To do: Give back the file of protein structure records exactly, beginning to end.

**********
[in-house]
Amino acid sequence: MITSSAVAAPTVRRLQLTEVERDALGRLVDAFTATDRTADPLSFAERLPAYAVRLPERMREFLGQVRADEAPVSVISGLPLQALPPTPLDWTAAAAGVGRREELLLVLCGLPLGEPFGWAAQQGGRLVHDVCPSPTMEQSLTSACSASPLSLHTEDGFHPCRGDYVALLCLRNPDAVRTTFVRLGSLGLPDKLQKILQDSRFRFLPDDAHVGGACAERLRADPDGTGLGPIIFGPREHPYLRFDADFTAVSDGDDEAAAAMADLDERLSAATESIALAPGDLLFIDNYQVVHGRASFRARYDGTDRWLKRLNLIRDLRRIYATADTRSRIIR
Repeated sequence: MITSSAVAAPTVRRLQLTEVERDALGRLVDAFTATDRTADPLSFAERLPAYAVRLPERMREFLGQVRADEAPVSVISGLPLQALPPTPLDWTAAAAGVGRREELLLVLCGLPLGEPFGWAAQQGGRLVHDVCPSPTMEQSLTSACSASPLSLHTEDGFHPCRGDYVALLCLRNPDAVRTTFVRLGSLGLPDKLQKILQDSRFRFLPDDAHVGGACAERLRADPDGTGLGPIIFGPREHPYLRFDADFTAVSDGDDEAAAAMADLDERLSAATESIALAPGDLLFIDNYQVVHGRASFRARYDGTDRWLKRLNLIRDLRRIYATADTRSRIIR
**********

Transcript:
[in-house]
Amino acid sequence: MITSSAVAAPTVRRLQLTEVERDALGRLVDAFTATDRTADPLSFAERLPAYAVRLPERMREFLGQVRADEAPVSVISGLPLQALPPTPLDWTAAAAGVGRREELLLVLCGLPLGEPFGWAAQQGGRLVHDVCPSPTMEQSLTSACSASPLSLHTEDGFHPCRGDYVALLCLRNPDAVRTTFVRLGSLGLPDKLQKILQDSRFRFLPDDAHVGGACAERLRADPDGTGLGPIIFGPREHPYLRFDADFTAVSDGDDEAAAAMADLDERLSAATESIALAPGDLLFIDNYQVVHGRASFRARYDGTDRWLKRLNLIRDLRRIYATADTRSRIIR
Repeated sequence: MITSSAVAAPTVRRLQLTEVERDALGRLVDAFTATDRTADPLSFAERLPAYAVRLPERMREFLGQVRADEAPVSVISGLPLQALPPTPLDWTAAAAGVGRREELLLVLCGLPLGEPFGWAAQQGGRLVHDVCPSPTMEQSLTSACSASPLSLHTEDGFHPCRGDYVALLCLRNPDAVRTTFVRLGSLGLPDKLQKILQDSRFRFLPDDAHVGGACAERLRADPDGTGLGPIIFGPREHPYLRFDADFTAVSDGDDEAAAAMADLDERLSAATESIALAPGDLLFIDNYQVVHGRASFRARYDGTDRWLKRLNLIRDLRRIYATADTRSRIIR